Early morning session was The Even Darker Art of Rails Engines by James Adam. Good overview of Rails Engines as they are implemented in Rails 2.3, including caveats of some of the shortcomings. One issue is that when application routes and engine routes collide, the engine route takes precedence. James considers this a bug (I’m inclined to agree). Another gotcha is migrations. Migrations in an engine are not visible unless they are copied into the top-level migrations directory, but this is tricky because the version number/timestamp on a migration in the application may collide with that of a migration in the engine. Finally, public assets that are bundled with an engine must be copied into the application’s public directory in order to be visible to the web server. Overall, engines have a lot of potential as well as room for improvement. As things stand, they are reasonably easy to deal with across in-house applications, but it becomes much more complicated when they are published by third parties. It’s also worth noting that Rails 3 promises to have mountable applications based on Rails Engines and Merb Slices.

Late morning session was In Praise of Non-Fixtured Data by Kevin Barnes. It was interesting to see some of the options for avoiding fixtures that have arisen although for day-to-day work I have already switched over to Factory Girl. I doubt it’s rational, but the idea of data generators being added directly to the model class bothers me. That’s one of the reasons I stick with Factory Girl.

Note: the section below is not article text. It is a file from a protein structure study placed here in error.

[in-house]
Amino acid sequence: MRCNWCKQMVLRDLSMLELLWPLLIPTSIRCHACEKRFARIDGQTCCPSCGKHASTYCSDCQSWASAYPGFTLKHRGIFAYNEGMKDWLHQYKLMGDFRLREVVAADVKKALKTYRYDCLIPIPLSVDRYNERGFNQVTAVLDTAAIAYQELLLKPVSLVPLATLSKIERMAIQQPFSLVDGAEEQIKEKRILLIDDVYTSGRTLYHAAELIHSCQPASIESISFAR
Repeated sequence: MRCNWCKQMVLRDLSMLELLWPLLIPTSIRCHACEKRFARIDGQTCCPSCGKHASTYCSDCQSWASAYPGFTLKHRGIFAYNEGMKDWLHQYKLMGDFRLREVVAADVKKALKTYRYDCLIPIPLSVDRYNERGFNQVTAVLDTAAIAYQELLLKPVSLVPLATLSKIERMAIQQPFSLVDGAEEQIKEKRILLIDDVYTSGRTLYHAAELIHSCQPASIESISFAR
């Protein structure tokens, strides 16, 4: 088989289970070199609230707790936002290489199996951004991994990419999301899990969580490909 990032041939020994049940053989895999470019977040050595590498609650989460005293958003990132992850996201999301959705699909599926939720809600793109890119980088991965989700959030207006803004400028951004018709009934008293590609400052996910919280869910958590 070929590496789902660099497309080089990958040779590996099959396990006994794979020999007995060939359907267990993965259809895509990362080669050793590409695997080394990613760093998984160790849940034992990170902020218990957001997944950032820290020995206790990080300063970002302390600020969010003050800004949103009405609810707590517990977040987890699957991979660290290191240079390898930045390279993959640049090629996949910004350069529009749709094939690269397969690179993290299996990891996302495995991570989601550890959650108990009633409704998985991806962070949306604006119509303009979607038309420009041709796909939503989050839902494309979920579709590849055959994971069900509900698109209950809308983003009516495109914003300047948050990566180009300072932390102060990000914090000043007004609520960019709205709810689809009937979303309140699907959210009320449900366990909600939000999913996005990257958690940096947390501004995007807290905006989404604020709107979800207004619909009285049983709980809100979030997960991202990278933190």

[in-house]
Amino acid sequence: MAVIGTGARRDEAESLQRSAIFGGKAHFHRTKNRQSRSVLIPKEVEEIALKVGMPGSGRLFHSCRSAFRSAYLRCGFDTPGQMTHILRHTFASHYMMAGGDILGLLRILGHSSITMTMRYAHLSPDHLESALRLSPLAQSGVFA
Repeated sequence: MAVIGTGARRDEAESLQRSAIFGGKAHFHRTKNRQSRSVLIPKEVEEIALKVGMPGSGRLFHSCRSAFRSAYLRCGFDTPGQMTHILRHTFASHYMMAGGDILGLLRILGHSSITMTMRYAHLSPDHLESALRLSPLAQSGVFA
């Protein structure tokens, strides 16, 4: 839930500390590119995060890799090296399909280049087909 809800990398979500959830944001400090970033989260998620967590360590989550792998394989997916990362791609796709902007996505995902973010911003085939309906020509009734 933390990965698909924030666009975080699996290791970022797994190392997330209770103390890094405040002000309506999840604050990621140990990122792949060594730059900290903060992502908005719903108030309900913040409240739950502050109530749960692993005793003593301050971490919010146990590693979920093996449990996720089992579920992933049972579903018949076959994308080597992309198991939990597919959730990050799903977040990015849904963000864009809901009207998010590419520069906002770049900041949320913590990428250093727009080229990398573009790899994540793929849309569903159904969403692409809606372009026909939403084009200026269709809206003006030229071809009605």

Early afternoon session was “The Future of Deployment: A Killer Panel” with Marc-André Cournoyer, Christian Neukirchen, Ryan Tomayko, Adam Wiggins, Blake Mizerany and James Lindenbaum. The panel members represented different layers of the deployment stack including Thin, Rack, Rack::Cache, Sinatra and Heroku. Discussion centered around how the different components came into being, how they’ve come to interact and how they might need to develop for the future. If I spent more time working with complex deployment issues, I probably would have gotten more out of this session, but as it is my needs are quite simple.

Mid afternoon session was I Rock, I Suck, I Am – Jumpstart Your Journey to Agile by Davis W. Frank. Davis went over some practices and guidelines that helped him adapt to the Agile workflow. Sometimes it seems that Agile pays off the same way that REST does – it’s a simple, well-structured way to breakdown complex tasks.

Late afternoon session was Obie Fernandez’s Blood, Sweat and Rails. An interesting talk about some of the perils of launching a formal consultancy. Dealing with contract lawyers and keeping up with collections are serious drawbacks.